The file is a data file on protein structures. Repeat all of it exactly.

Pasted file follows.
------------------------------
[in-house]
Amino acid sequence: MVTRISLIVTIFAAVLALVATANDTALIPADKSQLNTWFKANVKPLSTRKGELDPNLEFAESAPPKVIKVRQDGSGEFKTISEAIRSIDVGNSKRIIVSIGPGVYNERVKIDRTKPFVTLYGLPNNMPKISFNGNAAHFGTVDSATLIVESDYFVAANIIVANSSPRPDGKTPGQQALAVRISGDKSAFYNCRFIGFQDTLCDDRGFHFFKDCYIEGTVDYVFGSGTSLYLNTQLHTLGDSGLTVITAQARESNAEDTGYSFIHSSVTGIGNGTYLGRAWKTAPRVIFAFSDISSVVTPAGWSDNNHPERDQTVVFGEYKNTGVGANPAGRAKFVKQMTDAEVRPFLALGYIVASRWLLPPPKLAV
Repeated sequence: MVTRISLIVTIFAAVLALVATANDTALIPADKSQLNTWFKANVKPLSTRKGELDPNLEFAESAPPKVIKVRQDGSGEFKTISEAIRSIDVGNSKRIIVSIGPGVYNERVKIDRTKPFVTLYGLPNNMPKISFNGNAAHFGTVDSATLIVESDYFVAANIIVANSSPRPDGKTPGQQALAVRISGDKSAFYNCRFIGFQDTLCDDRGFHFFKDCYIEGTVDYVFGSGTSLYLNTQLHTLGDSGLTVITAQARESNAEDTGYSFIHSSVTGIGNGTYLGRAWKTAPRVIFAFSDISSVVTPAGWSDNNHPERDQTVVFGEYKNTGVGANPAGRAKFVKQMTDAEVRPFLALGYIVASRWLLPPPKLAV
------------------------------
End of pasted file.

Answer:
[in-house]
Amino acid sequence: MVTRISLIVTIFAAVLALVATANDTALIPADKSQLNTWFKANVKPLSTRKGELDPNLEFAESAPPKVIKVRQDGSGEFKTISEAIRSIDVGNSKRIIVSIGPGVYNERVKIDRTKPFVTLYGLPNNMPKISFNGNAAHFGTVDSATLIVESDYFVAANIIVANSSPRPDGKTPGQQALAVRISGDKSAFYNCRFIGFQDTLCDDRGFHFFKDCYIEGTVDYVFGSGTSLYLNTQLHTLGDSGLTVITAQARESNAEDTGYSFIHSSVTGIGNGTYLGRAWKTAPRVIFAFSDISSVVTPAGWSDNNHPERDQTVVFGEYKNTGVGANPAGRAKFVKQMTDAEVRPFLALGYIVASRWLLPPPKLAV
Repeated sequence: MVTRISLIVTIFAAVLALVATANDTALIPADKSQLNTWFKANVKPLSTRKGELDPNLEFAESAPPKVIKVRQDGSGEFKTISEAIRSIDVGNSKRIIVSIGPGVYNERVKIDRTKPFVTLYGLPNNMPKISFNGNAAHFGTVDSATLIVESDYFVAANIIVANSSPRPDGKTPGQQALAVRISGDKSAFYNCRFIGFQDTLCDDRGFHFFKDCYIEGTVDYVFGSGTSLYLNTQLHTLGDSGLTVITAQARESNAEDTGYSFIHSSVTGIGNGTYLGRAWKTAPRVIFAFSDISSVVTPAGWSDNNHPERDQTVVFGEYKNTGVGANPAGRAKFVKQMTDAEVRPFLALGYIVASRWLLPPPKLAV